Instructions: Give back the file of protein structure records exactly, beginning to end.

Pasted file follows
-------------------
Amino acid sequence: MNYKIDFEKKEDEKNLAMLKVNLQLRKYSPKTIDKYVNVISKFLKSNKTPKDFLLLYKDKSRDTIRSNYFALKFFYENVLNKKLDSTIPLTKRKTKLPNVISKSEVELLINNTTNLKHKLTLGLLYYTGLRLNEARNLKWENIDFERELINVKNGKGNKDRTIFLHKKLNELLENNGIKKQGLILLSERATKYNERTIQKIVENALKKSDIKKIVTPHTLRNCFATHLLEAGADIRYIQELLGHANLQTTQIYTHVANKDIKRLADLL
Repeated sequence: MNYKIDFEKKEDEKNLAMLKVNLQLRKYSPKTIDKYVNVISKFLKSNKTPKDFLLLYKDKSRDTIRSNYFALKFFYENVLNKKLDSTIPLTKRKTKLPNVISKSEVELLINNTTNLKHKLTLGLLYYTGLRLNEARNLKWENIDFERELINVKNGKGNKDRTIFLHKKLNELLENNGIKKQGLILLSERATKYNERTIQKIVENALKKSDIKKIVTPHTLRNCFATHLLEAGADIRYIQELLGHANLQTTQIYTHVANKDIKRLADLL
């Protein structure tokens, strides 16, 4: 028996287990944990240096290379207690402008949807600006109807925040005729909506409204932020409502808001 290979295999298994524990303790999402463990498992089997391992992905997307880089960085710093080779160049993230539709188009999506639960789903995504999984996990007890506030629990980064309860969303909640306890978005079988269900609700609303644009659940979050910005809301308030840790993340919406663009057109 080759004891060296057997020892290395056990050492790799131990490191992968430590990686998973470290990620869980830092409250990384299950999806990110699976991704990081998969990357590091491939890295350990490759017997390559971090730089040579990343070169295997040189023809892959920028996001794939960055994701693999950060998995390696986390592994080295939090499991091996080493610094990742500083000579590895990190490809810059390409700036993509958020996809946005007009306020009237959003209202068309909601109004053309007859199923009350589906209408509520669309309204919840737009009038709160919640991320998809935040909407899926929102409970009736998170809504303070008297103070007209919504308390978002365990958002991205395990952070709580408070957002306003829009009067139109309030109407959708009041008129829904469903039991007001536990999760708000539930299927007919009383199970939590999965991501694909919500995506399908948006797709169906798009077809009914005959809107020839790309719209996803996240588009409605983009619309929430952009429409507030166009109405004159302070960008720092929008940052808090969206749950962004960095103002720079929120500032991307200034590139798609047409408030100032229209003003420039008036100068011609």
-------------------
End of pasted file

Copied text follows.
Amino acid sequence: MNYKIDFEKKEDEKNLAMLKVNLQLRKYSPKTIDKYVNVISKFLKSNKTPKDFLLLYKDKSRDTIRSNYFALKFFYENVLNKKLDSTIPLTKRKTKLPNVISKSEVELLINNTTNLKHKLTLGLLYYTGLRLNEARNLKWENIDFERELINVKNGKGNKDRTIFLHKKLNELLENNGIKKQGLILLSERATKYNERTIQKIVENALKKSDIKKIVTPHTLRNCFATHLLEAGADIRYIQELLGHANLQTTQIYTHVANKDIKRLADLL
Repeated sequence: MNYKIDFEKKEDEKNLAMLKVNLQLRKYSPKTIDKYVNVISKFLKSNKTPKDFLLLYKDKSRDTIRSNYFALKFFYENVLNKKLDSTIPLTKRKTKLPNVISKSEVELLINNTTNLKHKLTLGLLYYTGLRLNEARNLKWENIDFERELINVKNGKGNKDRTIFLHKKLNELLENNGIKKQGLILLSERATKYNERTIQKIVENALKKSDIKKIVTPHTLRNCFATHLLEAGADIRYIQELLGHANLQTTQIYTHVANKDIKRLADLL
């Protein structure tokens, strides 16, 4: 028996287990944990240096290379207690402008949807600006109807925040005729909506409204932020409502808001 290979295999298994524990303790999402463990498992089997391992992905997307880089960085710093080779160049993230539709188009999506639960789903995504999984996990007890506030629990980064309860969303909640306890978005079988269900609700609303644009659940979050910005809301308030840790993340919406663009057109 080759004891060296057997020892290395056990050492790799131990490191992968430590990686998973470290990620869980830092409250990384299950999806990110699976991704990081998969990357590091491939890295350990490759017997390559971090730089040579990343070169295997040189023809892959920028996001794939960055994701693999950060998995390696986390592994080295939090499991091996080493610094990742500083000579590895990190490809810059390409700036993509958020996809946005007009306020009237959003209202068309909601109004053309007859199923009350589906209408509520669309309204919840737009009038709160919640991320998809935040909407899926929102409970009736998170809504303070008297103070007209919504308390978002365990958002991205395990952070709580408070957002306003829009009067139109309030109407959708009041008129829904469903039991007001536990999760708000539930299927007919009383199970939590999965991501694909919500995506399908948006797709169906798009077809009914005959809107020839790309719209996803996240588009409605983009619309929430952009429409507030166009109405004159302070960008720092929008940052808090969206749950962004960095103002720079929120500032991307200034590139798609047409408030100032229209003003420039008036100068011609």